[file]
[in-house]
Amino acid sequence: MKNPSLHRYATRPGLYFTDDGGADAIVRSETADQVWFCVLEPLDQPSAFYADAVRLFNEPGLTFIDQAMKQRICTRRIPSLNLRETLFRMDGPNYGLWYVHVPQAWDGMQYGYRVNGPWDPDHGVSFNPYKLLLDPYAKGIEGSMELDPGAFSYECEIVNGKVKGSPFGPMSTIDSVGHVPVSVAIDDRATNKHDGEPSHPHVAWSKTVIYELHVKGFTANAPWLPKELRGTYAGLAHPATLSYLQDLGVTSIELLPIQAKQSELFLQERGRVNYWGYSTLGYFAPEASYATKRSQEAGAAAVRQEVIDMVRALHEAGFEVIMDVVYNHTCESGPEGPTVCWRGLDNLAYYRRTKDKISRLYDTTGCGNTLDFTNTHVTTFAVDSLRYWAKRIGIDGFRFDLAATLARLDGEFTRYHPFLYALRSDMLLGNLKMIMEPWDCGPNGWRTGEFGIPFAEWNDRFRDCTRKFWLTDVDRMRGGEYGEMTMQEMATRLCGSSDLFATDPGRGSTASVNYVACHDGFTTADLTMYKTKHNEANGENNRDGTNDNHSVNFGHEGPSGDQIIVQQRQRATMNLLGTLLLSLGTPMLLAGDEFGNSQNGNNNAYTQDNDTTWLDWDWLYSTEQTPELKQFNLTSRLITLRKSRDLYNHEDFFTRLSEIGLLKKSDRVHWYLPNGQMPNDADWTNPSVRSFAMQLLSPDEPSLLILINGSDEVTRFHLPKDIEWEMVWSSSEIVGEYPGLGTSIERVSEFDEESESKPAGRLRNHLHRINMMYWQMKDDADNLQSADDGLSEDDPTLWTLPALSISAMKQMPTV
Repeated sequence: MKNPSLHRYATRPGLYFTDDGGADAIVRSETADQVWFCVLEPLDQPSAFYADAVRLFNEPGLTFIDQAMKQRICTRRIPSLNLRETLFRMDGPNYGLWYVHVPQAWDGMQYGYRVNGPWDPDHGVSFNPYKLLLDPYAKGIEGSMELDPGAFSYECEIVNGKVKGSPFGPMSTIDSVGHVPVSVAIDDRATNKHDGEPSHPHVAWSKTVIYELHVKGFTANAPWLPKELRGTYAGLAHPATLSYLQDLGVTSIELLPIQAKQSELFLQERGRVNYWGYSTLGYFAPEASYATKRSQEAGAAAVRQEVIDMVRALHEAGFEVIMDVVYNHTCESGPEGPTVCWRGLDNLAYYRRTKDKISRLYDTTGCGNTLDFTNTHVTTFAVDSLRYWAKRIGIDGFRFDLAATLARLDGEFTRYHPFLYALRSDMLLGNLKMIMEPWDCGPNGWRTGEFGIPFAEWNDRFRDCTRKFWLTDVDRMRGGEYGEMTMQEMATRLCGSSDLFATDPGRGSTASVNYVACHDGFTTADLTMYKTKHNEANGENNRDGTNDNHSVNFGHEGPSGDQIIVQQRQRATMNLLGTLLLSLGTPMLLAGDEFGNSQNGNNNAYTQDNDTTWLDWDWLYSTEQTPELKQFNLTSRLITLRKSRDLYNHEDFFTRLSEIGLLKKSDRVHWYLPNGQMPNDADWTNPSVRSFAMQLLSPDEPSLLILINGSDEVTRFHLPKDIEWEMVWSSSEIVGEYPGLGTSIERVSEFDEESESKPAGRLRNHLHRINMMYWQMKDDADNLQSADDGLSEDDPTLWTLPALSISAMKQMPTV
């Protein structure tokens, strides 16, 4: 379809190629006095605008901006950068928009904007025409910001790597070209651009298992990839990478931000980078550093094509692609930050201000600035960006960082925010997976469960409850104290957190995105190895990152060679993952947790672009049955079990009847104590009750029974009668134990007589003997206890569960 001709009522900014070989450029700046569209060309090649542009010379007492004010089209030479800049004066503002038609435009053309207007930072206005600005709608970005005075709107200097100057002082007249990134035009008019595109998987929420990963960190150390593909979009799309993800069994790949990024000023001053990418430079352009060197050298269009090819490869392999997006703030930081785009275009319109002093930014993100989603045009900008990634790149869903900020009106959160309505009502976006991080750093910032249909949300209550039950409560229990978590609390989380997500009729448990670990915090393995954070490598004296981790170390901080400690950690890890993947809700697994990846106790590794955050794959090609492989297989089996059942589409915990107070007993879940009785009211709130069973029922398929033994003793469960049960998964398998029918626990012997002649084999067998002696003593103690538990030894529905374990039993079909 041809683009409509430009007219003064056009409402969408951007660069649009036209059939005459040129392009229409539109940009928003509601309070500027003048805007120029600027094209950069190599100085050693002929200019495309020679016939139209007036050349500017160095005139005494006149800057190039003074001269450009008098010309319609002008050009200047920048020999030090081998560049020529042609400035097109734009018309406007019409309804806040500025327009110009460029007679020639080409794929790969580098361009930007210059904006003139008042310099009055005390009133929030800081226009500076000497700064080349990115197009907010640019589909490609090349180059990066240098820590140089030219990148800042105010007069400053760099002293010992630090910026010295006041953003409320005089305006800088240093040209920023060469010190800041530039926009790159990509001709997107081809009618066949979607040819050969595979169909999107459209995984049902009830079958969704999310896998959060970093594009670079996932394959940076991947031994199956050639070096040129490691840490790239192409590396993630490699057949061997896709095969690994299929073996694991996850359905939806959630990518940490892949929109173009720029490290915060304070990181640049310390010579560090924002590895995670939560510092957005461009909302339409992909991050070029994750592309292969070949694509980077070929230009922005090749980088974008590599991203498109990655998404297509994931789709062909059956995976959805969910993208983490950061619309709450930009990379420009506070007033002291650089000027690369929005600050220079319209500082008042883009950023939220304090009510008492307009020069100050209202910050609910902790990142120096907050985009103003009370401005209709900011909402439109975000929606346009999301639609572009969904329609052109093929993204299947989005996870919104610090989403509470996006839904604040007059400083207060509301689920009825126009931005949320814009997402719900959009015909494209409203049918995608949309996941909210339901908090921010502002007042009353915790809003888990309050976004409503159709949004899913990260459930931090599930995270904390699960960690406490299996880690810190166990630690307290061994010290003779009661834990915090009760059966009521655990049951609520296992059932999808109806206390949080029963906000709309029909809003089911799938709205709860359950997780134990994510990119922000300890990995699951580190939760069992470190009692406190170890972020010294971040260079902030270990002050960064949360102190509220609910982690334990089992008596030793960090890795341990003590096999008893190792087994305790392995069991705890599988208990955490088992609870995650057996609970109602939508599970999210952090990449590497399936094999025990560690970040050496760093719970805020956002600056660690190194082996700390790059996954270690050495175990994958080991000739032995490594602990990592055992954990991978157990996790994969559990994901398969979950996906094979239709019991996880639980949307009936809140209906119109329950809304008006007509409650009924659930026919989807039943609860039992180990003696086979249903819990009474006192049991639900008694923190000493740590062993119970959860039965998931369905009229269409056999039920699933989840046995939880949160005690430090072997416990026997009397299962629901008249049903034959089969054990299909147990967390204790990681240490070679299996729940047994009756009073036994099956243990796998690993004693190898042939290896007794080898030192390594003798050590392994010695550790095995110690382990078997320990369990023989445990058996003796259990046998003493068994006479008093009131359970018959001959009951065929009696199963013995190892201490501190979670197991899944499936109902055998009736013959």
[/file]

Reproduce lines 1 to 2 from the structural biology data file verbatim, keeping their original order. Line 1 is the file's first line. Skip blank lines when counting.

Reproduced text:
[in-house]
Amino acid sequence: MKNPSLHRYATRPGLYFTDDGGADAIVRSETADQVWFCVLEPLDQPSAFYADAVRLFNEPGLTFIDQAMKQRICTRRIPSLNLRETLFRMDGPNYGLWYVHVPQAWDGMQYGYRVNGPWDPDHGVSFNPYKLLLDPYAKGIEGSMELDPGAFSYECEIVNGKVKGSPFGPMSTIDSVGHVPVSVAIDDRATNKHDGEPSHPHVAWSKTVIYELHVKGFTANAPWLPKELRGTYAGLAHPATLSYLQDLGVTSIELLPIQAKQSELFLQERGRVNYWGYSTLGYFAPEASYATKRSQEAGAAAVRQEVIDMVRALHEAGFEVIMDVVYNHTCESGPEGPTVCWRGLDNLAYYRRTKDKISRLYDTTGCGNTLDFTNTHVTTFAVDSLRYWAKRIGIDGFRFDLAATLARLDGEFTRYHPFLYALRSDMLLGNLKMIMEPWDCGPNGWRTGEFGIPFAEWNDRFRDCTRKFWLTDVDRMRGGEYGEMTMQEMATRLCGSSDLFATDPGRGSTASVNYVACHDGFTTADLTMYKTKHNEANGENNRDGTNDNHSVNFGHEGPSGDQIIVQQRQRATMNLLGTLLLSLGTPMLLAGDEFGNSQNGNNNAYTQDNDTTWLDWDWLYSTEQTPELKQFNLTSRLITLRKSRDLYNHEDFFTRLSEIGLLKKSDRVHWYLPNGQMPNDADWTNPSVRSFAMQLLSPDEPSLLILINGSDEVTRFHLPKDIEWEMVWSSSEIVGEYPGLGTSIERVSEFDEESESKPAGRLRNHLHRINMMYWQMKDDADNLQSADDGLSEDDPTLWTLPALSISAMKQMPTV